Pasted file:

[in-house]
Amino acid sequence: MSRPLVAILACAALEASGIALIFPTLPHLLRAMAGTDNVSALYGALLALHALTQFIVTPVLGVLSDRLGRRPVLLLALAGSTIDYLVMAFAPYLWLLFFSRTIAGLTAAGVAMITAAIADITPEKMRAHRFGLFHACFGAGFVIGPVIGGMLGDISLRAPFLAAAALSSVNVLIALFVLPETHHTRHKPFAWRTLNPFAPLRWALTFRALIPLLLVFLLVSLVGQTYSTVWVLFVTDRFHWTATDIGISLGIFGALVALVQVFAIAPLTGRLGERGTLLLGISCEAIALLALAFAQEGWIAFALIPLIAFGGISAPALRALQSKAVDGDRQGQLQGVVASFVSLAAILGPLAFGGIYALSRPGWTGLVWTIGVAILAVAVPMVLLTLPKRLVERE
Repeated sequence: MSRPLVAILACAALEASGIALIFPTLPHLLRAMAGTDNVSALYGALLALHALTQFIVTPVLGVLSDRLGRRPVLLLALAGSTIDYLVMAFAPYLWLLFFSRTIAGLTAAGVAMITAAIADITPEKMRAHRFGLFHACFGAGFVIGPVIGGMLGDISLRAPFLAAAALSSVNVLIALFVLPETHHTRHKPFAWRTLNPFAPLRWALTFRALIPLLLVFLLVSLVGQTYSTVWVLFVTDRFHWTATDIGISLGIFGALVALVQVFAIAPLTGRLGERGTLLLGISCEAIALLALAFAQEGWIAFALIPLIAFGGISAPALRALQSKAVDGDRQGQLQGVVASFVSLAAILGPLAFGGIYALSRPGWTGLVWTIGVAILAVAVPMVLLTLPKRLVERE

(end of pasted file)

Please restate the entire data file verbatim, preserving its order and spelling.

[in-house]
Amino acid sequence: MSRPLVAILACAALEASGIALIFPTLPHLLRAMAGTDNVSALYGALLALHALTQFIVTPVLGVLSDRLGRRPVLLLALAGSTIDYLVMAFAPYLWLLFFSRTIAGLTAAGVAMITAAIADITPEKMRAHRFGLFHACFGAGFVIGPVIGGMLGDISLRAPFLAAAALSSVNVLIALFVLPETHHTRHKPFAWRTLNPFAPLRWALTFRALIPLLLVFLLVSLVGQTYSTVWVLFVTDRFHWTATDIGISLGIFGALVALVQVFAIAPLTGRLGERGTLLLGISCEAIALLALAFAQEGWIAFALIPLIAFGGISAPALRALQSKAVDGDRQGQLQGVVASFVSLAAILGPLAFGGIYALSRPGWTGLVWTIGVAILAVAVPMVLLTLPKRLVERE
Repeated sequence: MSRPLVAILACAALEASGIALIFPTLPHLLRAMAGTDNVSALYGALLALHALTQFIVTPVLGVLSDRLGRRPVLLLALAGSTIDYLVMAFAPYLWLLFFSRTIAGLTAAGVAMITAAIADITPEKMRAHRFGLFHACFGAGFVIGPVIGGMLGDISLRAPFLAAAALSSVNVLIALFVLPETHHTRHKPFAWRTLNPFAPLRWALTFRALIPLLLVFLLVSLVGQTYSTVWVLFVTDRFHWTATDIGISLGIFGALVALVQVFAIAPLTGRLGERGTLLLGISCEAIALLALAFAQEGWIAFALIPLIAFGGISAPALRALQSKAVDGDRQGQLQGVVASFVSLAAILGPLAFGGIYALSRPGWTGLVWTIGVAILAVAVPMVLLTLPKRLVERE